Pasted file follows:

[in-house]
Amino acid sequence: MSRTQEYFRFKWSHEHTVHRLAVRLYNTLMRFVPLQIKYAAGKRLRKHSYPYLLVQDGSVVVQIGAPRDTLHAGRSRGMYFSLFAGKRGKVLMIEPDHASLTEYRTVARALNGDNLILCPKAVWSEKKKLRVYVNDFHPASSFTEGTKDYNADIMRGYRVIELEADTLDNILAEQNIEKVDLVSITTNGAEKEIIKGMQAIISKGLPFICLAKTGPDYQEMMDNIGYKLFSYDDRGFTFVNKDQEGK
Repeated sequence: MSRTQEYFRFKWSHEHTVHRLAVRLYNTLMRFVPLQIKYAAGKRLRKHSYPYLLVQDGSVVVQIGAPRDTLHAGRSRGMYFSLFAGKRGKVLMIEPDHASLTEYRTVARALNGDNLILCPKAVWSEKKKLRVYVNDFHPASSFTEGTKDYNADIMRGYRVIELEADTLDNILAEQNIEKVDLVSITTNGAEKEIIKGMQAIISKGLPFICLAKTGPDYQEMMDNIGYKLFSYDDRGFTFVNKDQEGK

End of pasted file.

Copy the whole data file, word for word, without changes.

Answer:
[in-house]
Amino acid sequence: MSRTQEYFRFKWSHEHTVHRLAVRLYNTLMRFVPLQIKYAAGKRLRKHSYPYLLVQDGSVVVQIGAPRDTLHAGRSRGMYFSLFAGKRGKVLMIEPDHASLTEYRTVARALNGDNLILCPKAVWSEKKKLRVYVNDFHPASSFTEGTKDYNADIMRGYRVIELEADTLDNILAEQNIEKVDLVSITTNGAEKEIIKGMQAIISKGLPFICLAKTGPDYQEMMDNIGYKLFSYDDRGFTFVNKDQEGK
Repeated sequence: MSRTQEYFRFKWSHEHTVHRLAVRLYNTLMRFVPLQIKYAAGKRLRKHSYPYLLVQDGSVVVQIGAPRDTLHAGRSRGMYFSLFAGKRGKVLMIEPDHASLTEYRTVARALNGDNLILCPKAVWSEKKKLRVYVNDFHPASSFTEGTKDYNADIMRGYRVIELEADTLDNILAEQNIEKVDLVSITTNGAEKEIIKGMQAIISKGLPFICLAKTGPDYQEMMDNIGYKLFSYDDRGFTFVNKDQEGK